How to Sell Your Running Race: Tips and Considerations
Every good race director knows that timing is everything. And yet, along with many other small business owners, many race and event owners haven’t adequately trained for their own exits. In fact, Running USA’s research shows that exit planning is top of mind for race owners, with many sharing that they would like more information about exit planning and ultimately selling.
Of course, starting can be the hardest part. Especially, with so many questions to answer. When is the best time to sell an event business? How are they valued? Who might the buyers be? How long will the process take? And what might that finisher’s medal look like — the purchase price? Here are some ideas and tips to consider:
1. Get a confidential analysis of the value of your business
Whether you’ve got a young event, and hope to run it for decades, or if you’ve had your race for awhile, and are starting to think about what’s next, a business valuation is an essential tool. It will give you that 30,000 foot view of the business, including what it’s worth. With a professional opinion of market value from an experienced broker in hand, you get to decide what’s next: take this info, and continue to improve your event, or go to market.
2. Plug into a network of interested buyers
There are multiple types of buyers actively seeking to purchase event businesses. Individual investors, private equity firms, other race owners, non-profits, etc. But the key is finding them, and entering the marketplace in a way that protects confidentiality, and ensures you get in front of the right people. This is where working with a networked intermediary is incredibly useful. In addition to their connections, it also allows you to focus on your life and business without distraction.
3. Prep for ‘race day’ by having your house in order
Just as you wouldn’t run a half marathon off the couch (have done, don’t recommend), going to market is like race day. Financial records should be in order, tax returns filed (and not on extension), operating procedures documented, sponsorships and permits solidified, and equipment inventoried and serviced. Everything about the business will be scrutinized by a buyer. Preparation is 90% of success.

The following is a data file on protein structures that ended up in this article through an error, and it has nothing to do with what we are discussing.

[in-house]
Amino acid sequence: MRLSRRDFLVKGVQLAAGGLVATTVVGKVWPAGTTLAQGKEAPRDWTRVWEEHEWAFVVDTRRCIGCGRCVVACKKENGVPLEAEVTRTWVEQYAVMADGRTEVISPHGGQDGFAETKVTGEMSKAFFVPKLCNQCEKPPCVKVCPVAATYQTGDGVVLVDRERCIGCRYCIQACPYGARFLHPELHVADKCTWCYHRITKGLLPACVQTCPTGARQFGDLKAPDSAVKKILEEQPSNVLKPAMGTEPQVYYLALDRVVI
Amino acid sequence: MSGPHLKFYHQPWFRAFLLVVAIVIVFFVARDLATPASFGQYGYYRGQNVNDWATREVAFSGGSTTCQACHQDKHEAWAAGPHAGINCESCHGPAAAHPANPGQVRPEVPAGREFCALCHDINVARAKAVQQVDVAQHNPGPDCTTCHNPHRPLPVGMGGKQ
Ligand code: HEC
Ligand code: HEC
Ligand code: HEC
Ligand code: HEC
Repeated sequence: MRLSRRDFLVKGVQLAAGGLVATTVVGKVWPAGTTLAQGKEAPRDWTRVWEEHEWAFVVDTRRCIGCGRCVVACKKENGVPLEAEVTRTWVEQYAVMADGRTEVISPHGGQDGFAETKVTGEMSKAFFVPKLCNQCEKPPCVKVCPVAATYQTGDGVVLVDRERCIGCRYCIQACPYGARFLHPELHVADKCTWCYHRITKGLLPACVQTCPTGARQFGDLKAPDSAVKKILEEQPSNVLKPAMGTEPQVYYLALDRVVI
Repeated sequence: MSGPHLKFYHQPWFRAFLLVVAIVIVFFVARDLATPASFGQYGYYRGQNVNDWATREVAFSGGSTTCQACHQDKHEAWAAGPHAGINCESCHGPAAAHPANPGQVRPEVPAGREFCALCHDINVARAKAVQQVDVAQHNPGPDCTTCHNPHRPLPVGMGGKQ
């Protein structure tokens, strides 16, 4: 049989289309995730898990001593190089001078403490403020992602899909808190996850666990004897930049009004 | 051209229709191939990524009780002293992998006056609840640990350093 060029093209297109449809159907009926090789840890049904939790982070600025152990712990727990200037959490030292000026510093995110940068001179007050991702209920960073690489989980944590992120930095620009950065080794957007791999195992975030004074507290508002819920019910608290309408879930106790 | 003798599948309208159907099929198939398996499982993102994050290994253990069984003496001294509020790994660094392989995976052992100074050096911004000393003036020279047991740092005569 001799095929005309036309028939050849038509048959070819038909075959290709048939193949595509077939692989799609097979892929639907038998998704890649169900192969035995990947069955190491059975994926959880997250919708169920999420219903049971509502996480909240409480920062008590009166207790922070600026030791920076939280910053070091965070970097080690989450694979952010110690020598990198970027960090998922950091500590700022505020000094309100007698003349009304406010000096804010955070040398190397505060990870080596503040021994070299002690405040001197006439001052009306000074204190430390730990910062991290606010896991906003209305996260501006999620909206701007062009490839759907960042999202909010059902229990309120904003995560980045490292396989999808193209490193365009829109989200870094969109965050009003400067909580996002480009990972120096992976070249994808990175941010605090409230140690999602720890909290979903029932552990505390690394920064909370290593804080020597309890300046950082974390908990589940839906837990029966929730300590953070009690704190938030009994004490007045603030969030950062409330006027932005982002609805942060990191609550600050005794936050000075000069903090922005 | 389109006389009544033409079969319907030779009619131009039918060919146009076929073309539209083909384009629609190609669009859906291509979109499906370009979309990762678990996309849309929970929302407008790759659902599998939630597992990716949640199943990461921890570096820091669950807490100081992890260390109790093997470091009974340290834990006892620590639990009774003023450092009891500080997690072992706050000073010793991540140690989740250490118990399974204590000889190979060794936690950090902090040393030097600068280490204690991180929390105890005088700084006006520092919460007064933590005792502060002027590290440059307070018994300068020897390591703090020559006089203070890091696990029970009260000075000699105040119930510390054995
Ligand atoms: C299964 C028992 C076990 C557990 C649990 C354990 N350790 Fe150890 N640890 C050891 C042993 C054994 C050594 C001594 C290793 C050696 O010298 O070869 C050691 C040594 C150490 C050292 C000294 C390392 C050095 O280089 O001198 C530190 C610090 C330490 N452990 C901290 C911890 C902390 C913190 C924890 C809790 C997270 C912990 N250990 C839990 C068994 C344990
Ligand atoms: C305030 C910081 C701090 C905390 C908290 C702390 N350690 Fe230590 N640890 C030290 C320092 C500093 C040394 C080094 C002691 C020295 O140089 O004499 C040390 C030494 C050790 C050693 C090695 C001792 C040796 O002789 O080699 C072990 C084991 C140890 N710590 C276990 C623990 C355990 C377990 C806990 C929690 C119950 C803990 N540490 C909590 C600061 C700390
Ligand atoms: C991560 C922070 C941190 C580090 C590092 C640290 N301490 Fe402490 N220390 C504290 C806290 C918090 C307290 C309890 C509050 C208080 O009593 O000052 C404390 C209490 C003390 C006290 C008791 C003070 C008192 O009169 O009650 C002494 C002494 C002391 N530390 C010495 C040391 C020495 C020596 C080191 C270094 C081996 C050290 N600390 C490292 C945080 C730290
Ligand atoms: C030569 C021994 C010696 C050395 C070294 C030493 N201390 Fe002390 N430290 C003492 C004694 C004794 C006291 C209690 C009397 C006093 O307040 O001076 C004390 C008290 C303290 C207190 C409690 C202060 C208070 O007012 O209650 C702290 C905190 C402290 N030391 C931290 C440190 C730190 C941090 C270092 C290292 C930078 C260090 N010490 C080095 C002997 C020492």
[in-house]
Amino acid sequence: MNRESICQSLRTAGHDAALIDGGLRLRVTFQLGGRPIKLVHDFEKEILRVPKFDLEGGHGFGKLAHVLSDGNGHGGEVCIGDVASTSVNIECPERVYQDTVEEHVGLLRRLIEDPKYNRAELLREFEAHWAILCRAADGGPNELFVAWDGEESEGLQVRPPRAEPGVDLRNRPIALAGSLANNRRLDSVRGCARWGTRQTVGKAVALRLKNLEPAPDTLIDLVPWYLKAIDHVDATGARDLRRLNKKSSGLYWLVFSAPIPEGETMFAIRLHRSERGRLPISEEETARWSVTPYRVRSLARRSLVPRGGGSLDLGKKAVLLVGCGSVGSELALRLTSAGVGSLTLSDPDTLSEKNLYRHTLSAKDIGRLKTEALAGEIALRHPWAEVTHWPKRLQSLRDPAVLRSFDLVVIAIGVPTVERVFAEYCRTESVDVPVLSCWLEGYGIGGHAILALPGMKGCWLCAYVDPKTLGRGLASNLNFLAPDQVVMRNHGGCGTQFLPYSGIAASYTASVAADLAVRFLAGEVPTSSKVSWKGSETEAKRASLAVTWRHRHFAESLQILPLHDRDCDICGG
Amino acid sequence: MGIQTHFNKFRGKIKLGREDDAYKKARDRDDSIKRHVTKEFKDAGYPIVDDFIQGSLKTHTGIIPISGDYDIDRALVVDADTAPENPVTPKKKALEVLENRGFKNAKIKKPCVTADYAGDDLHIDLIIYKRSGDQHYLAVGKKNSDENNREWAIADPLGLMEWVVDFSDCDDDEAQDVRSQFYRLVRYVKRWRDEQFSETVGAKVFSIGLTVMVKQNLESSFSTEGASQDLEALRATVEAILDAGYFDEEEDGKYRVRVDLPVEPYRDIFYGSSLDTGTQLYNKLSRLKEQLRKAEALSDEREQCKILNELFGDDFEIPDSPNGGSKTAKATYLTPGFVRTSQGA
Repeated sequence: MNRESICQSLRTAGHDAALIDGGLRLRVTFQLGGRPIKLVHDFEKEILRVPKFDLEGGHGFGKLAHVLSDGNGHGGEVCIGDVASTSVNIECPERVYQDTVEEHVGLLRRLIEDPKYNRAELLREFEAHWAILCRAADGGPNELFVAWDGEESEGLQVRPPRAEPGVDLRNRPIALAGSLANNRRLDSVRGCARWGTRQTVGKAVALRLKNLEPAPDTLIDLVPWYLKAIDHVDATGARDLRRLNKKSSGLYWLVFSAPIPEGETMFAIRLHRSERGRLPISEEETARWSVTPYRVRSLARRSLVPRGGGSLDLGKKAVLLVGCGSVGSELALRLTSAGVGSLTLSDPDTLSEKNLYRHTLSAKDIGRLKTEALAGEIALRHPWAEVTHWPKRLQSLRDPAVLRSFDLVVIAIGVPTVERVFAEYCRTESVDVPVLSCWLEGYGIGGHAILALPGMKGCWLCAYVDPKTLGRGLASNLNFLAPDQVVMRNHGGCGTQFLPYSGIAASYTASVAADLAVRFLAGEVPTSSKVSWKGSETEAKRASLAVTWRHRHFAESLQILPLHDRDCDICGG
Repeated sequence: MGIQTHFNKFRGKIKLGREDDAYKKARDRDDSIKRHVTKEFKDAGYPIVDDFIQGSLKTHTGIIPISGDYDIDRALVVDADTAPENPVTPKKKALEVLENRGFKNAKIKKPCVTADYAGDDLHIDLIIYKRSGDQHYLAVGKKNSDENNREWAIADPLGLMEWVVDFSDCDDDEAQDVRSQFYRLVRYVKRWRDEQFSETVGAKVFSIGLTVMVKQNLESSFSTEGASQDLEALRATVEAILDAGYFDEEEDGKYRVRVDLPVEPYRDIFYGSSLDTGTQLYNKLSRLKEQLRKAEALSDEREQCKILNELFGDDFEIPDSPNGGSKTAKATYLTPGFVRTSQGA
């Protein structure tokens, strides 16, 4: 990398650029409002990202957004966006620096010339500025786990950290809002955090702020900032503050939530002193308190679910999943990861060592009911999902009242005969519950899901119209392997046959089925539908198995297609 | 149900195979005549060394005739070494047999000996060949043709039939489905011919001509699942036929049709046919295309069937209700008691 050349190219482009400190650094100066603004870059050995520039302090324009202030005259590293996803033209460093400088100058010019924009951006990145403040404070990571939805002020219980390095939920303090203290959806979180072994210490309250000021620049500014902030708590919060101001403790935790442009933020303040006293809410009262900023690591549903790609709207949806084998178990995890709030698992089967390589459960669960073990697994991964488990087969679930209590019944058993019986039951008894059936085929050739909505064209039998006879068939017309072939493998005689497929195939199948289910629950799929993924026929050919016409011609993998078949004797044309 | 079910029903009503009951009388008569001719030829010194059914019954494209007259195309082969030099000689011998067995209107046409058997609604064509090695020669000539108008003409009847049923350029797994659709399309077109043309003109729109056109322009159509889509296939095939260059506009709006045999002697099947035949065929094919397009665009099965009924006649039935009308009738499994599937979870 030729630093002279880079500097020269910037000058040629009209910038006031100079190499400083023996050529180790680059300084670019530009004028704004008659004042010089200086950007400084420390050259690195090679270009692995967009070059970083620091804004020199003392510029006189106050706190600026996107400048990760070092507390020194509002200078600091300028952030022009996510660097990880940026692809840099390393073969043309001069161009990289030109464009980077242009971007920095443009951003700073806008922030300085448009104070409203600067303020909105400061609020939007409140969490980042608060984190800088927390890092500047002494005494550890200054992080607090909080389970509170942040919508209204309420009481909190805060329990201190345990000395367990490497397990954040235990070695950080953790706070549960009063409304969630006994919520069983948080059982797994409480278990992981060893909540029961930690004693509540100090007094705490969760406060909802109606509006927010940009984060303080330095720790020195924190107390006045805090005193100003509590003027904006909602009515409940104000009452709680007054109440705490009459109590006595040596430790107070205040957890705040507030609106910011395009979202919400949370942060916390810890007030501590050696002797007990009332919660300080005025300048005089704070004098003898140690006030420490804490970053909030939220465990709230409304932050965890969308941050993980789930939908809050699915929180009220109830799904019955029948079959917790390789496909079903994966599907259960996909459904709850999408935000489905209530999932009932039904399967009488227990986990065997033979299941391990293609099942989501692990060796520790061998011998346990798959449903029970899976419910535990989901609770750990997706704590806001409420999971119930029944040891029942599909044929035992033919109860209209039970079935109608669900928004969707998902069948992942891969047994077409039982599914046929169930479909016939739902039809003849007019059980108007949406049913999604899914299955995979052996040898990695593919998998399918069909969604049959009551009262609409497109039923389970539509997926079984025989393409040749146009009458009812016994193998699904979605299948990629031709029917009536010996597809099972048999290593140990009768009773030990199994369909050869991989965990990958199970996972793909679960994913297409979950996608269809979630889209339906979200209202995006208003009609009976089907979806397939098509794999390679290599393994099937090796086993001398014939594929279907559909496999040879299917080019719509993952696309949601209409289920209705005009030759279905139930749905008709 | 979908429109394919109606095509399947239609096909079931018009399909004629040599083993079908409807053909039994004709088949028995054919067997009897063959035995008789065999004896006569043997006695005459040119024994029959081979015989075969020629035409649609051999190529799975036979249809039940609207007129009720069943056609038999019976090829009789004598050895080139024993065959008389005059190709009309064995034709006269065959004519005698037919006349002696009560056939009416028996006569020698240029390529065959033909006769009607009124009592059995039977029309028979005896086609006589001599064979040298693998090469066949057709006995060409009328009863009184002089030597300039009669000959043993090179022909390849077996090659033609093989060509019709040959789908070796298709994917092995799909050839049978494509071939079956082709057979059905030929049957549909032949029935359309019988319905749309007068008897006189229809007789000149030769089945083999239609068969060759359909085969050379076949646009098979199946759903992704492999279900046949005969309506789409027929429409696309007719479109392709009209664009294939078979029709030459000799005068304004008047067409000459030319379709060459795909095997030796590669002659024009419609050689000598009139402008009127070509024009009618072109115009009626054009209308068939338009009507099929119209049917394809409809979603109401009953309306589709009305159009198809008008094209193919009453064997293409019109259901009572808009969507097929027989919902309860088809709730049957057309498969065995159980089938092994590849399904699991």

4. Give yourself plenty of time — and don’t end up in the med tent
Business owners often underestimate the time required. It typically takes 3-9 months to sell a business. So it’s more of a marathon than a 5K. There are many steps to a business sale: following the evaluation, there is the marketing of the business, screening and meeting with buyers, negotiations, and finally, deal facilitation and closing. Each step is highly nuanced, but the goal is the same: get you to the finish line with the highest result possible.
5. Timing the sale for a new owner sprint to the finish
Cash flow is KING in business sales. It is what makes all the hard work on a race worth the effort. It is also what drives a buyer to purchase a business. Running can be a great hobby, owning & operating a race is done for financial renumeration. When the registration fees start rolling in it is like Christmas Day for a race owner, it is also what pays all the accumulated bills. The best time to purchase a race is 3-4 months before the race occurs, so the buyer can learn all the administrative activities necessary to successfully execute the event. It also results in two “Christmas seasons” in less than 18 months. Compare that with someone who buys a race shortly after it is completed, that individual will receive only one Christmas in 18 – 20 months, a far less attractive scenario for investment.
6. Prioritize what you’d most like to get out of the sale — and revisit
Write down a list of the top three things you want to get out of the sale, and rank them in order of importance. For some people, that might be the financial outcome; for others, it might be legacy (such as selling it to a local runner). Later, in the sale process, you can go back to this list as a way to stay focused and centered. Ultimately, the goal is to have you look back on the transaction, five to ten years out, with a strong sense of satisfaction — knowing that you did everything you could to honor and maximize the value of what you’d built. That feeling never gets old!
About the author: Sally Bergesen is a Business Sales Intermediary with Run Broker and IBA. She helps owners of privately-held and family-owned businesses successfully sell their companies. Prior to joining IBA, Sally founded and ran Oiselle for 16 years. After selling the business, she wanted to help other entrepreneurs achieve successful exits. Sally can be reached at firstname.lastname@example.org or (425) 454-3052.